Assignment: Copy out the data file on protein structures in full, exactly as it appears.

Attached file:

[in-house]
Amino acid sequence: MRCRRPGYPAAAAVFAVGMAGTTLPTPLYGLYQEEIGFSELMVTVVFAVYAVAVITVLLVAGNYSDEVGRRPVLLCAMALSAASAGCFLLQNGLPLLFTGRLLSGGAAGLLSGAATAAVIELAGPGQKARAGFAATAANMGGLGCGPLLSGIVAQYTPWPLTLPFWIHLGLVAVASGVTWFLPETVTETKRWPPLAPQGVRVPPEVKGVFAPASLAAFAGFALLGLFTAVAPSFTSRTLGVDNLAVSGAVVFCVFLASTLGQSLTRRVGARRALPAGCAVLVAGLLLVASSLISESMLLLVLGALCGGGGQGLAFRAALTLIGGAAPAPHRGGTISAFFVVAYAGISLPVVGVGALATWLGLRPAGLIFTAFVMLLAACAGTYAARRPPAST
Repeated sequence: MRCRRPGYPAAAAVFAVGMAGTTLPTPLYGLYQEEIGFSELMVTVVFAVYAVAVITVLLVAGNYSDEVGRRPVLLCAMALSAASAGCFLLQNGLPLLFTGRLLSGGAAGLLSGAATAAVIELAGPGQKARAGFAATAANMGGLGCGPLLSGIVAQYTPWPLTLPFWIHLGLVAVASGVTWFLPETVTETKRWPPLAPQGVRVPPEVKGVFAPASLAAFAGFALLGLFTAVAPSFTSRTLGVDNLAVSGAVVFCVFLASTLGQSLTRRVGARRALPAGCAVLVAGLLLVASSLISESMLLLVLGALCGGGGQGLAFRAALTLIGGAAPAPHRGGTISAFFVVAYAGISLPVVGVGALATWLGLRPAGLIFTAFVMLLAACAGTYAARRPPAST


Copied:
[in-house]
Amino acid sequence: MRCRRPGYPAAAAVFAVGMAGTTLPTPLYGLYQEEIGFSELMVTVVFAVYAVAVITVLLVAGNYSDEVGRRPVLLCAMALSAASAGCFLLQNGLPLLFTGRLLSGGAAGLLSGAATAAVIELAGPGQKARAGFAATAANMGGLGCGPLLSGIVAQYTPWPLTLPFWIHLGLVAVASGVTWFLPETVTETKRWPPLAPQGVRVPPEVKGVFAPASLAAFAGFALLGLFTAVAPSFTSRTLGVDNLAVSGAVVFCVFLASTLGQSLTRRVGARRALPAGCAVLVAGLLLVASSLISESMLLLVLGALCGGGGQGLAFRAALTLIGGAAPAPHRGGTISAFFVVAYAGISLPVVGVGALATWLGLRPAGLIFTAFVMLLAACAGTYAARRPPAST
Repeated sequence: MRCRRPGYPAAAAVFAVGMAGTTLPTPLYGLYQEEIGFSELMVTVVFAVYAVAVITVLLVAGNYSDEVGRRPVLLCAMALSAASAGCFLLQNGLPLLFTGRLLSGGAAGLLSGAATAAVIELAGPGQKARAGFAATAANMGGLGCGPLLSGIVAQYTPWPLTLPFWIHLGLVAVASGVTWFLPETVTETKRWPPLAPQGVRVPPEVKGVFAPASLAAFAGFALLGLFTAVAPSFTSRTLGVDNLAVSGAVVFCVFLASTLGQSLTRRVGARRALPAGCAVLVAGLLLVASSLISESMLLLVLGALCGGGGQGLAFRAALTLIGGAAPAPHRGGTISAFFVVAYAGISLPVVGVGALATWLGLRPAGLIFTAFVMLLAACAGTYAARRPPAST